“If he finds us, we’ll say we mixed up their RV with ours.” At that, the intruder—for that is what it felt like, that he had invaded our private territory—farted. Three sharp bleats. I shook with silent giggles and though Ritchie clamped his hand over my mouth, he was holding back laughter too. The door slammed and then we were kissing, our arms tangled around each other, me pinned against the wall. 

That kept us away only for a day. Most people thought what we stole had been misplaced, left somewhere in the mess of the car or never packed in the first place. We eavesdropped when they were hurrying to pack. It’s got to be here somewhere. We’ll find it later. Others were more frantic, running around their campsite or rooting through their back seats, but they always ended their search, the call of home greater than possession.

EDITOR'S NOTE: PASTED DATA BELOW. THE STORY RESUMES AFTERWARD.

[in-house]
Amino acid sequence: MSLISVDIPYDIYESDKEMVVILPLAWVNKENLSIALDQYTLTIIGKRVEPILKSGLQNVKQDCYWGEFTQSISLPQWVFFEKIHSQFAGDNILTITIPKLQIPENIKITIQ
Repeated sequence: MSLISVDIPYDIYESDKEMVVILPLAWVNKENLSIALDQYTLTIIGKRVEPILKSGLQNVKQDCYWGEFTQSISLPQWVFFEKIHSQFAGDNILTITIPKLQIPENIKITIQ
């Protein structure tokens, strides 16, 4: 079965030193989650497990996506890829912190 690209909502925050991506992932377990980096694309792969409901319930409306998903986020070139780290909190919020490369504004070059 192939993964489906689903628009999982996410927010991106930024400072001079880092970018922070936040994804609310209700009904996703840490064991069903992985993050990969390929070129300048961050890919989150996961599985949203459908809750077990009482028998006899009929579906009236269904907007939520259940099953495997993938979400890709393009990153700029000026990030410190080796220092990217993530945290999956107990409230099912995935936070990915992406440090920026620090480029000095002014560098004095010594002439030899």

We hid our stash inside a hollow log in a clearing where the sun filtered through the redwoods. A creek flowed nearby, a quiet burbling that ended by some miracle in the Pacific—picking up size and certainty and direction along the way, though it started off as a trickle. 

One afternoon Ritchie scrolled through the pictures on a digital camera, nude shots of a blond couple posing like statues in the woods. Bushes rustled and I sat up. 

“Do you hear that?” I whispered. Ritchie and I had a cover story if we were caught: we had stumbled upon these items. No one could prove we had stolen them. I imagined Alan flat on his belly, peeking at us through the brush. His bad back aching. I hadn’t seen him in days and assumed he had given up whatever it was he wanted from us. From me. We waited, listened, and heard nothing but the sound of high wind in high trees.